Savage State is more fetish than flesh, settling for cyphers that vaguely reflect old Western classics.
Although the Western may be long past its heyday, there are still filmmakers working within the genre who are trying to redefine and revive it, through the introduction of new ideas and other unique means of expression. There are some trends, though, that bind together a select group of ‘post-modern Westerns’: an emphasis on less plot and less action, with the focus shifted instead to atmospheric mood or some contemplative, mysterious or mystical quality. Call these ‘Transcendental Westerns’ — and David Perrault’s Savage State fits the bill. The film is pretty much unconcerned with narrative and more solicitous toward its sun-dappled, trippy visual effects. An eclectic film that manages to combine European romanticism with myths of the Old West, Savage State mostly constitutes a mix of serene and tense moments. The intrigue of that strategy is apparent from the film’s first act, and it helps the French Perrault render his Western as a sensory cinematic experience — with particularly skillful and evocative use of mise-en-scéne. From the Kubrickian candle-lit sets to the Viscontian staging and even some camera movements that seem to mimic Max Ophüls in period drama mode, Perrault shapes an immersive aesthetic that hooks the viewer.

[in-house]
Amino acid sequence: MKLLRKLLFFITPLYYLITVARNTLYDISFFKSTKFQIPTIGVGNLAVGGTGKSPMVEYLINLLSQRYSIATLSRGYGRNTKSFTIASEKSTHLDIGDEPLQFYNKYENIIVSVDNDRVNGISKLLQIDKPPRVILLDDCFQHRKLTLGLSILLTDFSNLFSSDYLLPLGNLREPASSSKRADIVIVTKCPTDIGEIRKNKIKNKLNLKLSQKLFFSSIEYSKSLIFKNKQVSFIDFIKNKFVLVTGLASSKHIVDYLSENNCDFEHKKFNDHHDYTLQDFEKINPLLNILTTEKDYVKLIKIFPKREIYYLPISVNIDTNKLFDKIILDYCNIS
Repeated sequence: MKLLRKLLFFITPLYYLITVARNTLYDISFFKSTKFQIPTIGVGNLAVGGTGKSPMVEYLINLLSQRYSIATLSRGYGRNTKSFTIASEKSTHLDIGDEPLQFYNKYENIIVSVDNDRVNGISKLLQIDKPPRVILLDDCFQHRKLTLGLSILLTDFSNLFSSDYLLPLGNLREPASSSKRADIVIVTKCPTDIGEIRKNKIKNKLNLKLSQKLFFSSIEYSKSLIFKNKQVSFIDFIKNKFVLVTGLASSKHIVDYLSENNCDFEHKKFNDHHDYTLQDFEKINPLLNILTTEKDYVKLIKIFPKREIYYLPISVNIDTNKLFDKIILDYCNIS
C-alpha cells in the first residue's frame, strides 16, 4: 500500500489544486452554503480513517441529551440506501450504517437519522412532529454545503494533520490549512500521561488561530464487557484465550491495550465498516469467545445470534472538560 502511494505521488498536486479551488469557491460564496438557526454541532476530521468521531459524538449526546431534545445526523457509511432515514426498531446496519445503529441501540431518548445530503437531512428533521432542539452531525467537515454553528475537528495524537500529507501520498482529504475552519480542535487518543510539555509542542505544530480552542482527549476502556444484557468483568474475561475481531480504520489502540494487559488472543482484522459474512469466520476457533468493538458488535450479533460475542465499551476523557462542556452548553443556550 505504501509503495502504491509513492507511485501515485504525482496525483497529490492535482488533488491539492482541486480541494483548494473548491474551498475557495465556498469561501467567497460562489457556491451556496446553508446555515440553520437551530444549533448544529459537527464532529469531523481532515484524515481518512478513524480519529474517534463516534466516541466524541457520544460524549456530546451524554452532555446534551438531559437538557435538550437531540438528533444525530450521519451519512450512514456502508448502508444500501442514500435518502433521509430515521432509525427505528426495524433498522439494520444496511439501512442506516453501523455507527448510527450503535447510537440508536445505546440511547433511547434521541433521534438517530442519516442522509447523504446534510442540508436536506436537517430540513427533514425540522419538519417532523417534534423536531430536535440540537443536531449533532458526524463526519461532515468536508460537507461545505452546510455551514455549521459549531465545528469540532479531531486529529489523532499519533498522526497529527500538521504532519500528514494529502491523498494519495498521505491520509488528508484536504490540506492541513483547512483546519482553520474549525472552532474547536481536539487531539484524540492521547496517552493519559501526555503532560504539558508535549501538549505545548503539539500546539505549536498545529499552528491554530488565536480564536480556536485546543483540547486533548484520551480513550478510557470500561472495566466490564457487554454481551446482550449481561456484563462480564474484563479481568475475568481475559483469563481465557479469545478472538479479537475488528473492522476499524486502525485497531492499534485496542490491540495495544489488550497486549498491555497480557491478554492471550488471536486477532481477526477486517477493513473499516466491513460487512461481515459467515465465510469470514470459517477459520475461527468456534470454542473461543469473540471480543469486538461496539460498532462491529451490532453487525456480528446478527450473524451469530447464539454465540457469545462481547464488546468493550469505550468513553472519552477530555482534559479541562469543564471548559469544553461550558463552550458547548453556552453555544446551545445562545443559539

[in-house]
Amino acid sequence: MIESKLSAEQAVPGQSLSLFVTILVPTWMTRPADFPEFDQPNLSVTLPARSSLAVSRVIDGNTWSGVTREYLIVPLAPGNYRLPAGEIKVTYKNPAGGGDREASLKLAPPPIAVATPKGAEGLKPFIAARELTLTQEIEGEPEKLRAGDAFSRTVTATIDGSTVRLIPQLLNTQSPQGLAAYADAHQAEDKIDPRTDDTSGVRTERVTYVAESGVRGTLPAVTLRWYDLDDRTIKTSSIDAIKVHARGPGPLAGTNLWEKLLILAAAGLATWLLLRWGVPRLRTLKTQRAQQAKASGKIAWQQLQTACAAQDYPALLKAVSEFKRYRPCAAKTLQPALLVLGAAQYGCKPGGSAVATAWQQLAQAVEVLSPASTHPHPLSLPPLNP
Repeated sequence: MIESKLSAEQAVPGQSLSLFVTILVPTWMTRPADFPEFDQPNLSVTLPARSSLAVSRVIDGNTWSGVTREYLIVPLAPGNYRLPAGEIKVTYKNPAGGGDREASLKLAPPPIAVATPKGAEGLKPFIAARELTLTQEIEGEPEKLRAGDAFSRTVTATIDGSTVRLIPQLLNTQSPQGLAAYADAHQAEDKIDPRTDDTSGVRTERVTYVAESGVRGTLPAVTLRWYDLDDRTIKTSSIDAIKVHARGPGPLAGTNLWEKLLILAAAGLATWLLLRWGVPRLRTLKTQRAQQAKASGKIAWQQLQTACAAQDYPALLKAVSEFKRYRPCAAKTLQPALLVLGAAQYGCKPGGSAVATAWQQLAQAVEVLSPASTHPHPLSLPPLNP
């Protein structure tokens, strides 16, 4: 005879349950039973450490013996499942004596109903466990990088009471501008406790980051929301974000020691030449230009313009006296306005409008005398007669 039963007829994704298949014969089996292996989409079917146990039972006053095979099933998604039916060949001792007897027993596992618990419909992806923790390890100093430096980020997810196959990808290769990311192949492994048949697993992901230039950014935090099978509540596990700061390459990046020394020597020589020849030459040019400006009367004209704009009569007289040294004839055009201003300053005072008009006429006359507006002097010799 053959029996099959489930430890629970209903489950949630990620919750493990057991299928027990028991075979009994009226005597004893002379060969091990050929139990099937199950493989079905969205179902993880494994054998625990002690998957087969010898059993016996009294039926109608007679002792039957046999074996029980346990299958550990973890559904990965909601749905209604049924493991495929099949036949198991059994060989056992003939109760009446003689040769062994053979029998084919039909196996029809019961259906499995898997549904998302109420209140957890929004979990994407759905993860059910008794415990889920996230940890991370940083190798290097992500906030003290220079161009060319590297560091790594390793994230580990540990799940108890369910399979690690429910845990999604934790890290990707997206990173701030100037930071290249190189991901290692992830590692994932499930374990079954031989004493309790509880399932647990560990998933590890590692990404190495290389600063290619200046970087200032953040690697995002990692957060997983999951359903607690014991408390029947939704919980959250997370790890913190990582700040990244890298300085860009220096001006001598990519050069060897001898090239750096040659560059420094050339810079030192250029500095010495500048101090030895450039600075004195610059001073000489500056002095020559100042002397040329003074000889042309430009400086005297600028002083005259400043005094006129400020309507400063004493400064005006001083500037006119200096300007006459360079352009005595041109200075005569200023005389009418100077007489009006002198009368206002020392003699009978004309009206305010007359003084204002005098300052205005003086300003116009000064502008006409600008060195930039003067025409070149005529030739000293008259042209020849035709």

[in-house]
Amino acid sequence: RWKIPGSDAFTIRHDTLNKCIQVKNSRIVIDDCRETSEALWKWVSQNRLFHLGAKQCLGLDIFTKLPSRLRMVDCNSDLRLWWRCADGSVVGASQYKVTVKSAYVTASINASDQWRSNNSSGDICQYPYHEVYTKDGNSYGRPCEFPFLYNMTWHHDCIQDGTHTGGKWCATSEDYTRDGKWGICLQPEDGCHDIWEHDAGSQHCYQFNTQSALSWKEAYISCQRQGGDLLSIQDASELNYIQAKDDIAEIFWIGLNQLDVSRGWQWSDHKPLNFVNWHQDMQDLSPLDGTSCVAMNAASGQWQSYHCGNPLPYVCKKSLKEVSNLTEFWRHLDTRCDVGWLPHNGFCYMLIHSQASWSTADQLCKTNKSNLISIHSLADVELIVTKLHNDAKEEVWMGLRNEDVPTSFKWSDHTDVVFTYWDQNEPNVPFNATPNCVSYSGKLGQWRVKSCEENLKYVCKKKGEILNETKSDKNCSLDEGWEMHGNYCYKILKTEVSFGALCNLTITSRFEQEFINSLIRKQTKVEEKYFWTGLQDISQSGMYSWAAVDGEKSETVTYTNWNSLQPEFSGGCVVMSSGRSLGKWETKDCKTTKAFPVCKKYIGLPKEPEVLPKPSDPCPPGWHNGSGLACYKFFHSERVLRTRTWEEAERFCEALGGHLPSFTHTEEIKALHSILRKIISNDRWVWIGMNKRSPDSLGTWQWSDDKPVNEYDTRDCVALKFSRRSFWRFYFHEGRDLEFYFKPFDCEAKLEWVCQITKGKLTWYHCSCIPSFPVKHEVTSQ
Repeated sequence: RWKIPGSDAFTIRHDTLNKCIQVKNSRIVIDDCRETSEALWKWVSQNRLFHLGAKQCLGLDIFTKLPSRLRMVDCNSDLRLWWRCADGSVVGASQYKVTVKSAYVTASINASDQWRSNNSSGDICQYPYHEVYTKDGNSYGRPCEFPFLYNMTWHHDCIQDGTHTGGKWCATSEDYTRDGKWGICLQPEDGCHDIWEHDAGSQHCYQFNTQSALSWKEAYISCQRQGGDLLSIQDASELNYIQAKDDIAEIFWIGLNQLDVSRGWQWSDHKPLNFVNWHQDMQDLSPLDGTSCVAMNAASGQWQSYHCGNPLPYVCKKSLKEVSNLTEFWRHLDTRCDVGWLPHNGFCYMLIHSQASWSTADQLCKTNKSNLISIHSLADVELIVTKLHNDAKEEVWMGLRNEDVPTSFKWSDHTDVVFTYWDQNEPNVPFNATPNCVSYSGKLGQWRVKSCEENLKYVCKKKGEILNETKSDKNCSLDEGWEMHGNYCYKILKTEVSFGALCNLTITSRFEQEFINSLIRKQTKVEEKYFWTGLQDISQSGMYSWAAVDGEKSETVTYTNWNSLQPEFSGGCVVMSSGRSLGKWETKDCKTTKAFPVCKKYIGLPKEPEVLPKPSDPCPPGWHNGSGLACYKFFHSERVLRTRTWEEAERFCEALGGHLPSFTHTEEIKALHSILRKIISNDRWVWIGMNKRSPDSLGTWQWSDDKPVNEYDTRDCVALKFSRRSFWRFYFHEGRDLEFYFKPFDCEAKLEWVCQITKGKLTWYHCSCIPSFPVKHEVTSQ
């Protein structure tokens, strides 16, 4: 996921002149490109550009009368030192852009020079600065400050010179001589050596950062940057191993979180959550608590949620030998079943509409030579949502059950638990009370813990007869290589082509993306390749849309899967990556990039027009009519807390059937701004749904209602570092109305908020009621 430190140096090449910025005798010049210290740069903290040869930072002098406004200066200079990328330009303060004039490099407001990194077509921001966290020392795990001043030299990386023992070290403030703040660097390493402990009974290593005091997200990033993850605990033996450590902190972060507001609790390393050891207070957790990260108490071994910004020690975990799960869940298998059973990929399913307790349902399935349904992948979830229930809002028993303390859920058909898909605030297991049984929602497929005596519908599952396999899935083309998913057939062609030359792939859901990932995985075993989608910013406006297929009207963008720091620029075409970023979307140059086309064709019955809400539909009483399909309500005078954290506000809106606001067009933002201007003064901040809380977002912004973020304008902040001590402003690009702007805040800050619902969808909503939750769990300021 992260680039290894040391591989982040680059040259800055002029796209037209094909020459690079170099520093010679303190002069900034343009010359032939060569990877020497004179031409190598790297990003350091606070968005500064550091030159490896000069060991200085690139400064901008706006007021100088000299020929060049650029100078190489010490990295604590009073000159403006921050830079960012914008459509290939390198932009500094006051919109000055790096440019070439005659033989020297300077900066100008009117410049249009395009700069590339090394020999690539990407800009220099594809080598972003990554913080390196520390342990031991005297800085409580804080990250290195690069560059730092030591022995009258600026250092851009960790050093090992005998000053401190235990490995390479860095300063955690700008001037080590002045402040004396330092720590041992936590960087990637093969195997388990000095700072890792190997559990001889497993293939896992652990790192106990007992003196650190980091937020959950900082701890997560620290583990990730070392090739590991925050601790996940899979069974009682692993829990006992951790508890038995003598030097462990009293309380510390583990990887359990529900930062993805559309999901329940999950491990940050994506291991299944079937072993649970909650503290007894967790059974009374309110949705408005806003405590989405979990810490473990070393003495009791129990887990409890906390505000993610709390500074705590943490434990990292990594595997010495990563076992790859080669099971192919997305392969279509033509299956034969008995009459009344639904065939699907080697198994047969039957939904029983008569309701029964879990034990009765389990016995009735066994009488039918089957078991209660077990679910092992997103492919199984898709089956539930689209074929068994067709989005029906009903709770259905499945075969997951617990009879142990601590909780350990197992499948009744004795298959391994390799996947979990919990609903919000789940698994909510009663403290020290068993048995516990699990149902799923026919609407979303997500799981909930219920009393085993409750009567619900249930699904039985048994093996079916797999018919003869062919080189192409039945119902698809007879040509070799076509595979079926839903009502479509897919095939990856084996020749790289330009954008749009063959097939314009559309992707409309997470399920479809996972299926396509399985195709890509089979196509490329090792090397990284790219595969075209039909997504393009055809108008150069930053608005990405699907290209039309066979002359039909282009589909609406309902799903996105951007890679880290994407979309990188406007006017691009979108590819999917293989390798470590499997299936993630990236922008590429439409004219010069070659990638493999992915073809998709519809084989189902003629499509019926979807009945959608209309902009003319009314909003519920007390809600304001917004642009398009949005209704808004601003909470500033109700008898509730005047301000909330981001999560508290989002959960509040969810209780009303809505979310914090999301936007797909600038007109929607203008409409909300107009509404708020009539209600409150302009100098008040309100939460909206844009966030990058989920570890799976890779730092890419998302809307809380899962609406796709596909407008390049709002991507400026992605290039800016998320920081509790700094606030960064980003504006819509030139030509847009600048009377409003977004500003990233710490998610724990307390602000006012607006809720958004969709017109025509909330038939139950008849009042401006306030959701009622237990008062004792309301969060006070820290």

And then the narrative kicks, sends a group of women on the run, and Perrault leaves his immaculate interiors for natural landscapes and otherworldly sights. Unfortunately, it’s also here, heading into the second act, where things are most underdeveloped — even the climactic battle between said women and a wild bunch of masked mercenary men (cf. Sergio Corbucci’s spaghetti western Django) falls flat; the scene’s ridiculous, simple-minded execution fails to even muster any entertaining, B-movie grotesqurie. One can certainly appreciate Savage State’s psychedelic feminist western ambitions, but it doesn’t really follow through on them as convincingly in the latter half — the electronic soundtrack (which resembles Cliff Martinez’s work for Soderbergh’s The Knick of all things) and an overuse of slow motion don’t sell the asthetic effect like they should. And merely casting your film with women isn’t enough on its own to position it as feminist — especially, when most of those characters come off as little more than dummies at a rodeo show. This has become a recurring issue with many a contemporary, post-modern Western — they don’t do much with character, and settle instead for cyphers vaguely representative of old Western classics, more fetish than flesh.